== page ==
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  1. According to ancestry.com, it looks like he was most likely Daniel C. Garcia and was with the 4th Signal Co, 4th Marine Division HQ at Saipan and Tinian (April and July 1944 musters). Later transferred to 4th Marine Amphibian Truck Company and was with the unit at the time it was at Iwo Jima (January and April 1945 musters).
  2. Wow, congratulations! His book is one of my favorites. A great read for sure and a remarkable service history. Your display does great justice to Mr. Rogal and his service. Very, very nice.
  3. “No Surrender” by Hiroo Onoda. He fought in the Philippines and refused to surrender until the 1970s.
  4. Paul Braddocks dog tag manual indicates that the AEF regulations for what was on the tags changed in June, 1918 and this change was issued through a new general order. The Xed out info would have been rank and unit, usually. Soldiers who had the old style tag were expected to remove that extra info to conform with the new order.
  5. Im having trouble with photo uploads, but ancestry.com indicates the following about his service: -he sailed to Europe out of Hoboken,NJ on May 8, 1918 on the ship America as a private in C Company, 319th Field Signal Battalion. - he returned to the USA from Marseilles, France on May 29, 1919 on the ship SS Italia bound for NYC, still with the same unit. He had been promoted to Corporal in the interim. The records were found in ancestry.com by searching the Army Transport Service Passenger Lists.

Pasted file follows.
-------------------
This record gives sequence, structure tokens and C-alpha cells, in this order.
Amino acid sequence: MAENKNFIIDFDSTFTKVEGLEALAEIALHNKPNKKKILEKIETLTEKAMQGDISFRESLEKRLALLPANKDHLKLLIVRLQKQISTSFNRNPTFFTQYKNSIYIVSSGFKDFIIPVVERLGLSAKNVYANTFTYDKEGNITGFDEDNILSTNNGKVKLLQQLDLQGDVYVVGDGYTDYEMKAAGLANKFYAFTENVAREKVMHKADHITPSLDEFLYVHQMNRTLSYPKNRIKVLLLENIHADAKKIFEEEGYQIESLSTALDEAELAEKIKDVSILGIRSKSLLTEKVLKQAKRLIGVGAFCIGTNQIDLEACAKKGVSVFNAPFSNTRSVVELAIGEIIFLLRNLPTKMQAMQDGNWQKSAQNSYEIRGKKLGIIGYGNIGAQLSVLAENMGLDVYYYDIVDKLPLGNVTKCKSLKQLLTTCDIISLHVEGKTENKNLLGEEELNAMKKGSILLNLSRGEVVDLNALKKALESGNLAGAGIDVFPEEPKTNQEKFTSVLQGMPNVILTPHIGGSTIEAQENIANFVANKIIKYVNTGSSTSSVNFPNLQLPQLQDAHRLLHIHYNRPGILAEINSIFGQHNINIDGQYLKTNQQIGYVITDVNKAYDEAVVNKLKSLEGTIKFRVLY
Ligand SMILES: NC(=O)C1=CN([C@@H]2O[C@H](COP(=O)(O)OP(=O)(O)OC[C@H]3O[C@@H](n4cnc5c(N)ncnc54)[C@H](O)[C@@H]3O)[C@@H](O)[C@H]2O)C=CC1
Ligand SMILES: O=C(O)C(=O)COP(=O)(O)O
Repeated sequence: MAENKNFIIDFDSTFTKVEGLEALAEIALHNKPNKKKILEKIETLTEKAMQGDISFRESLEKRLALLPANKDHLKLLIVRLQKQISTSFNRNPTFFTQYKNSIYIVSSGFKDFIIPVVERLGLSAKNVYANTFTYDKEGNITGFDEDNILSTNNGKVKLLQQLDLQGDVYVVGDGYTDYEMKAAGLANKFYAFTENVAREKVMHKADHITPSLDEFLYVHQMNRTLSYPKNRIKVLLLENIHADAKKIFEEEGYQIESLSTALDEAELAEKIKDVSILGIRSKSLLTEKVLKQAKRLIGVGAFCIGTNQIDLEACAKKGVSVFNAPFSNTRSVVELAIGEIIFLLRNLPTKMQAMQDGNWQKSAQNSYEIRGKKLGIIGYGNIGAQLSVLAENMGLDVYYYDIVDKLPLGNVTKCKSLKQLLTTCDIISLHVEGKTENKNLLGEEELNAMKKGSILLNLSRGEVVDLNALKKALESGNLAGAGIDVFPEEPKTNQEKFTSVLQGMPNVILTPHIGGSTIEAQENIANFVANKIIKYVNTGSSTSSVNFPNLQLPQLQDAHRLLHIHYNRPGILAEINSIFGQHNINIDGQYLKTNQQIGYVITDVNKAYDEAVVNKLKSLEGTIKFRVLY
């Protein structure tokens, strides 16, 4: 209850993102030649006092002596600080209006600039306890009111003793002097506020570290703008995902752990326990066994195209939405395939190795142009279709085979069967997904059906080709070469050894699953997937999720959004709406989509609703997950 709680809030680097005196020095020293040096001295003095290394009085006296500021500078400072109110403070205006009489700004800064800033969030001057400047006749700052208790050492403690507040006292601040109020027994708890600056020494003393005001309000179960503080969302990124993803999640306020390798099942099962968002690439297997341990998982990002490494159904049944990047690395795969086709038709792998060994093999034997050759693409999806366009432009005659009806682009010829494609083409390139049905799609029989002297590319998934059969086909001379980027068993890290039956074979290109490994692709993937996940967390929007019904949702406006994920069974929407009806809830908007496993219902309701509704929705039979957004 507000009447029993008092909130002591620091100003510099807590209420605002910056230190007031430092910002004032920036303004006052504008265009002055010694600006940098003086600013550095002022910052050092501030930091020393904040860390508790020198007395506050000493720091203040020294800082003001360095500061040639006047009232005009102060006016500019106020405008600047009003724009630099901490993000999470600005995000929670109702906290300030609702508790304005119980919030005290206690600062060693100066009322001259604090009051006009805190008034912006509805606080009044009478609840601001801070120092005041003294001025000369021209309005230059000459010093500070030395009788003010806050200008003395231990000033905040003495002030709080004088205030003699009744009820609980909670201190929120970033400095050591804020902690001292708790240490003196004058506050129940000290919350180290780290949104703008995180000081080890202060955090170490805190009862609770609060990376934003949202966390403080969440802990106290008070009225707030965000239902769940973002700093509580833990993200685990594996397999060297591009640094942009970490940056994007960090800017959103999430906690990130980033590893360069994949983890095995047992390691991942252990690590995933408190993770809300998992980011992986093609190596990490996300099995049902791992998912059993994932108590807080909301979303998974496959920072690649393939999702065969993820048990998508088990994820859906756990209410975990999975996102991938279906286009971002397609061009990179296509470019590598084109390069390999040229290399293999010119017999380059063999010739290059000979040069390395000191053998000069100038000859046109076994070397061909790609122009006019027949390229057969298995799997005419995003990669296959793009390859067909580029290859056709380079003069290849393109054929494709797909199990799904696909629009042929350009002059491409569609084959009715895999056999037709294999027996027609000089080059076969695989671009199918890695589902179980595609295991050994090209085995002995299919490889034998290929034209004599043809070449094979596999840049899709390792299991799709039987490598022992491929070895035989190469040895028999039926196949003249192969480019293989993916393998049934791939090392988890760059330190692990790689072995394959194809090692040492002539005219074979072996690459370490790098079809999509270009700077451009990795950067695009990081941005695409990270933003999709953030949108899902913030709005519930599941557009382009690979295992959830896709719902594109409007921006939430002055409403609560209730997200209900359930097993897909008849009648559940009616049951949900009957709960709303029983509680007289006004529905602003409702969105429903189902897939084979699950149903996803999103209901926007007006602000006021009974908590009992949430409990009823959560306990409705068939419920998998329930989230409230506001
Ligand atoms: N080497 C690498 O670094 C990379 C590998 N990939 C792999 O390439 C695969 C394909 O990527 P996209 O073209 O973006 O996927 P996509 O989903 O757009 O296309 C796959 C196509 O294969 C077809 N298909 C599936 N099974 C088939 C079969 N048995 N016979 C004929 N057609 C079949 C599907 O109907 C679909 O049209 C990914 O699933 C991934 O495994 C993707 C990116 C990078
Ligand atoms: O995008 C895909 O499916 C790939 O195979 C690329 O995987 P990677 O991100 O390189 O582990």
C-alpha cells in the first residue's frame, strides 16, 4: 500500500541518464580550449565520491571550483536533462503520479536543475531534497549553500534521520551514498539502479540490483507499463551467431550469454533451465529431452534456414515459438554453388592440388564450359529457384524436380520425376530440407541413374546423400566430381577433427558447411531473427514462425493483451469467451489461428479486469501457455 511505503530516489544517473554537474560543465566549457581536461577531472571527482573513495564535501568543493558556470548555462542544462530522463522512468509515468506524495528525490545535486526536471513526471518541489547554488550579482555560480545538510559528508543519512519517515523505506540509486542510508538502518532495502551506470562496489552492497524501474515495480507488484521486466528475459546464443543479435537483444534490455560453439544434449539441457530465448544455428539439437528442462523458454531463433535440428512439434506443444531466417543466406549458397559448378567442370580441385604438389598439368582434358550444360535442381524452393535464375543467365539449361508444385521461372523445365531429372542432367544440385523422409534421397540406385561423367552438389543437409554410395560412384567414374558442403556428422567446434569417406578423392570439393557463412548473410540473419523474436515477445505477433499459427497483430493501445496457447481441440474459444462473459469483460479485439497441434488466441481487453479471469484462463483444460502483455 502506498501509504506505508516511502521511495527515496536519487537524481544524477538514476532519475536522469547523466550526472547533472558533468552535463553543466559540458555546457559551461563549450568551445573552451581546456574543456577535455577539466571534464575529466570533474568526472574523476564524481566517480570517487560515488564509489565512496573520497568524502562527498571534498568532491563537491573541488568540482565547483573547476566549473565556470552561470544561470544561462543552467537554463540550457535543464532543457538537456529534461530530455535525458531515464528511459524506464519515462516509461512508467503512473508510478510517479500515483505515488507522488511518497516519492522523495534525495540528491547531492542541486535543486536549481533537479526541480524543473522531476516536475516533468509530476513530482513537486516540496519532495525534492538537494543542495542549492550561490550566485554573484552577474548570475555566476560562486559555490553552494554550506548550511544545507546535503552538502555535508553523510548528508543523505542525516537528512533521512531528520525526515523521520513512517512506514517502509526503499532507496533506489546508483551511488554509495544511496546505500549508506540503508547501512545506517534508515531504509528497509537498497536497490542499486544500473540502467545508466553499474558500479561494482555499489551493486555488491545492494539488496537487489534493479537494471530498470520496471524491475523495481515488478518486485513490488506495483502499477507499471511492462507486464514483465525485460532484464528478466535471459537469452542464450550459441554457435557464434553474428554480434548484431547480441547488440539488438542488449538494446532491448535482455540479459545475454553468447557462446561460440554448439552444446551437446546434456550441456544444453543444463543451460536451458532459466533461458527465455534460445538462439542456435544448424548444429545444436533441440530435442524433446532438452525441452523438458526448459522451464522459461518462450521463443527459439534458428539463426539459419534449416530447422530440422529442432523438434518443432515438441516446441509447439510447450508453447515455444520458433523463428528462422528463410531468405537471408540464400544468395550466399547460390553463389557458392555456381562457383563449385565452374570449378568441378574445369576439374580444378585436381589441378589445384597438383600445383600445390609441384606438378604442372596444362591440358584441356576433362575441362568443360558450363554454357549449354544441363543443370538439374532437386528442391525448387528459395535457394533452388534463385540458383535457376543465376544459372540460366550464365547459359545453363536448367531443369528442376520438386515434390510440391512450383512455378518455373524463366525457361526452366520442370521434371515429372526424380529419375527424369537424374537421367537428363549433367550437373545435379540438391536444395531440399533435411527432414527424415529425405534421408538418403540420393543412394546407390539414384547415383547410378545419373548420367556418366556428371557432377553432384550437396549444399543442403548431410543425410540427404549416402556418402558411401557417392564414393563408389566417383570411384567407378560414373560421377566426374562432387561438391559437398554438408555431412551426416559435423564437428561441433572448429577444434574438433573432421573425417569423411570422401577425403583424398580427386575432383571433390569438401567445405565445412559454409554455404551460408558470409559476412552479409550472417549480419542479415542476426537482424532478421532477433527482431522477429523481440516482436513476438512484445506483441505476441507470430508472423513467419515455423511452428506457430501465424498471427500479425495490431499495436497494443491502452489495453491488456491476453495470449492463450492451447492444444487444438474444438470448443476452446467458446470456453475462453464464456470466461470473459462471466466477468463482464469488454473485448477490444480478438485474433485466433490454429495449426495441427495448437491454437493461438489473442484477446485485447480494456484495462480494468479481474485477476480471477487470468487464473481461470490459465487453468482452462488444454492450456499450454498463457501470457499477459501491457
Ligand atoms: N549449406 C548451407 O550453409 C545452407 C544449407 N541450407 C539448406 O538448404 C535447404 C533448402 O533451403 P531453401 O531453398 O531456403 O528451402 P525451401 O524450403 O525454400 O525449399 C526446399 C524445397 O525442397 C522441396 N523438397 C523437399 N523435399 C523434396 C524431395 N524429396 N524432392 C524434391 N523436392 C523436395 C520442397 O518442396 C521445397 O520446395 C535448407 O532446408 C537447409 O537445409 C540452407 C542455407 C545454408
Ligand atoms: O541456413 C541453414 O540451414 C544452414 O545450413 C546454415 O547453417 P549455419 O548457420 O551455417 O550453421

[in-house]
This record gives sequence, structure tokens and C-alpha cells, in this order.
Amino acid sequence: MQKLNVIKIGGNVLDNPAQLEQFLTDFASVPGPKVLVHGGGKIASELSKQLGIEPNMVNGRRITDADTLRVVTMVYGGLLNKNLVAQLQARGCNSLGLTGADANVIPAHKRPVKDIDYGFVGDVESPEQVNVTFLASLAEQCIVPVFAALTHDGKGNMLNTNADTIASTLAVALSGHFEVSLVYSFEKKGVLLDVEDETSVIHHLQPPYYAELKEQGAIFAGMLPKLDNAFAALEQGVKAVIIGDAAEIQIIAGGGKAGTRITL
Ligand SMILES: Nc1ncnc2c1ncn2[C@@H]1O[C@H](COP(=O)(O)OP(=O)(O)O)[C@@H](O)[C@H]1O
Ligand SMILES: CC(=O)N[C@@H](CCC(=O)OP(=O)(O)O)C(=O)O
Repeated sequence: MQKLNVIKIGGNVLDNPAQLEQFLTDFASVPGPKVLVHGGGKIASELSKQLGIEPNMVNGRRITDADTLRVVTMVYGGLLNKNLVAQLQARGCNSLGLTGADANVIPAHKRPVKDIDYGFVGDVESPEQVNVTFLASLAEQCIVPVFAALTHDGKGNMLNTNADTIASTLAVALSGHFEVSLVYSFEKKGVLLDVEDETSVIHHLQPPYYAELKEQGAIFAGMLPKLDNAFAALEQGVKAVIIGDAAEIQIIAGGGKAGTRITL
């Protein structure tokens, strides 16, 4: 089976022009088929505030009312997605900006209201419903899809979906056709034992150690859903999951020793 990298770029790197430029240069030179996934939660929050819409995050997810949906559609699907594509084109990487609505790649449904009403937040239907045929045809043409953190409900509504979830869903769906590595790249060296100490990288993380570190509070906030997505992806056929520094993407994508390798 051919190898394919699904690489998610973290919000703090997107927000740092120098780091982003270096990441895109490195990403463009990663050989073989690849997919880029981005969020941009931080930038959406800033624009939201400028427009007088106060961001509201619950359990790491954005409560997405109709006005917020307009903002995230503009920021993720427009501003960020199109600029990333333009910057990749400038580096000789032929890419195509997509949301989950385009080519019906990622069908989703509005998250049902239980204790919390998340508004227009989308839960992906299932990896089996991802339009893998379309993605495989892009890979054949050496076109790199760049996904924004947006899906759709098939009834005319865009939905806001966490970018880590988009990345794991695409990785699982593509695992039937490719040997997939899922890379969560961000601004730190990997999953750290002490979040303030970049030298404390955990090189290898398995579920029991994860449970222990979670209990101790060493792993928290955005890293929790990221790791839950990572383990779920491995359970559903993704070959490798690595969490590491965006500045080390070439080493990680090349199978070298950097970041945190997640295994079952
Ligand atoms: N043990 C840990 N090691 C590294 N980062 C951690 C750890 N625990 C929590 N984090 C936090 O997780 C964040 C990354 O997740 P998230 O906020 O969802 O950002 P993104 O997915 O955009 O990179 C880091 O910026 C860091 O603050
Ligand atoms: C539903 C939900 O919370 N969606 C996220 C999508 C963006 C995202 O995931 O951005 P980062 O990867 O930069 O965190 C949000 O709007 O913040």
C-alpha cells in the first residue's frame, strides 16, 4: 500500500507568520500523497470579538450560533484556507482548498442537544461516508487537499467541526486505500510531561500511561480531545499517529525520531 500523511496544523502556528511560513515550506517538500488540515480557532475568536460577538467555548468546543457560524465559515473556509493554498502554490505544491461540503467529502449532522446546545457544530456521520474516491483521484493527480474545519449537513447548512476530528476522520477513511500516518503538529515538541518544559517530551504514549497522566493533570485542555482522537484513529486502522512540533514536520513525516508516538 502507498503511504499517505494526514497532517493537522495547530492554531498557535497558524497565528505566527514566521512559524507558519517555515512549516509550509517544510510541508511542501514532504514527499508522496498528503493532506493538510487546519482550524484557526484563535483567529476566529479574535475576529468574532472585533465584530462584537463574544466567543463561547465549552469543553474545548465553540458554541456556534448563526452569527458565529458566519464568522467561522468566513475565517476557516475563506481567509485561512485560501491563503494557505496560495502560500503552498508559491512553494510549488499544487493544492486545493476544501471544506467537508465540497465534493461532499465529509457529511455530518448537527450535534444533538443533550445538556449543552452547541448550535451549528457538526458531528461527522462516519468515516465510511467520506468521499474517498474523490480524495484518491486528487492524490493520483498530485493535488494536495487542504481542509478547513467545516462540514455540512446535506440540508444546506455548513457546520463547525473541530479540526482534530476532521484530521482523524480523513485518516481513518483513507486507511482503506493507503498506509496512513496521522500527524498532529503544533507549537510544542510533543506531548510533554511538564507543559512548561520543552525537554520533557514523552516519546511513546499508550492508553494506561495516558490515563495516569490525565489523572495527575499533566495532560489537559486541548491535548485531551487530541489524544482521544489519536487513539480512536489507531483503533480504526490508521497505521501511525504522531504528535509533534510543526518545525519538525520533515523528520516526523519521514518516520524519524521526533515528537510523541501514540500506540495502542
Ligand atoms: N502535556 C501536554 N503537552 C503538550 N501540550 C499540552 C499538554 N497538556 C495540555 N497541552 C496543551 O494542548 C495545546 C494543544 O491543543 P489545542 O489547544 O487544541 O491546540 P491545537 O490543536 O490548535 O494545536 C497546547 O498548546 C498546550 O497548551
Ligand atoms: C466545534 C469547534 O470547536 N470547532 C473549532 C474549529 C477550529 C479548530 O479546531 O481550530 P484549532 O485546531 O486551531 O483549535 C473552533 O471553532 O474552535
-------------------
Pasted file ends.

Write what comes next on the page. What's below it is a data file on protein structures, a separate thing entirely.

6. Very cool. And it might be indeed be the same set of alphas you own that are in the photo!
  7. Congrats on a great piece! Looks to be in great shape and it appears that he had an impressive tour at sea from the ribbon rack. I've always been partial to the seagoing marines as my grandfather served as one on the aircraft carrier Belleau Wood. I was thrilled to pick up a set of alphas to a marine on the Bunker Hill for my own collection a couple years back. I'm excited to read about the history when you post it!
  8. Very nice! 29th ID tags are especially interesting finds. I finally tracked one down awhile ago myself and he was, coincidentally, also a member of your vet's 115th Infantry.
  9. I like the info placards you've included next to the tags. I do a similar thing in displaying my tags as a concise way to summarize key things like name, unit, and campaigns. Would love to see some close ups on those to learn the history of your tags veterans!
  10. That is a perfect photo! Man, he really looks the part, doesn't he? Crusher cap, white scarf, and worm A-2. Absolutely fantastic
  11. Another gem, Connor! You've got a real nose for the best. As for the odd format, I think it gives it some unique flavor ? Is the pilot the man to viewer's left of the photo?
  12. Very interesting! Sounds like he must have been part of the base guard detatchment or something along those lines.
  13. Another great piece, Connor! Any idea what he was doing in Rosneath, Scotland? Definitely seems like a very unique place to be stationed.
  14. Good thought, but the top and bottom look rusted solid together. Going with plan A. I'll try to get you a pic later. Thanks!
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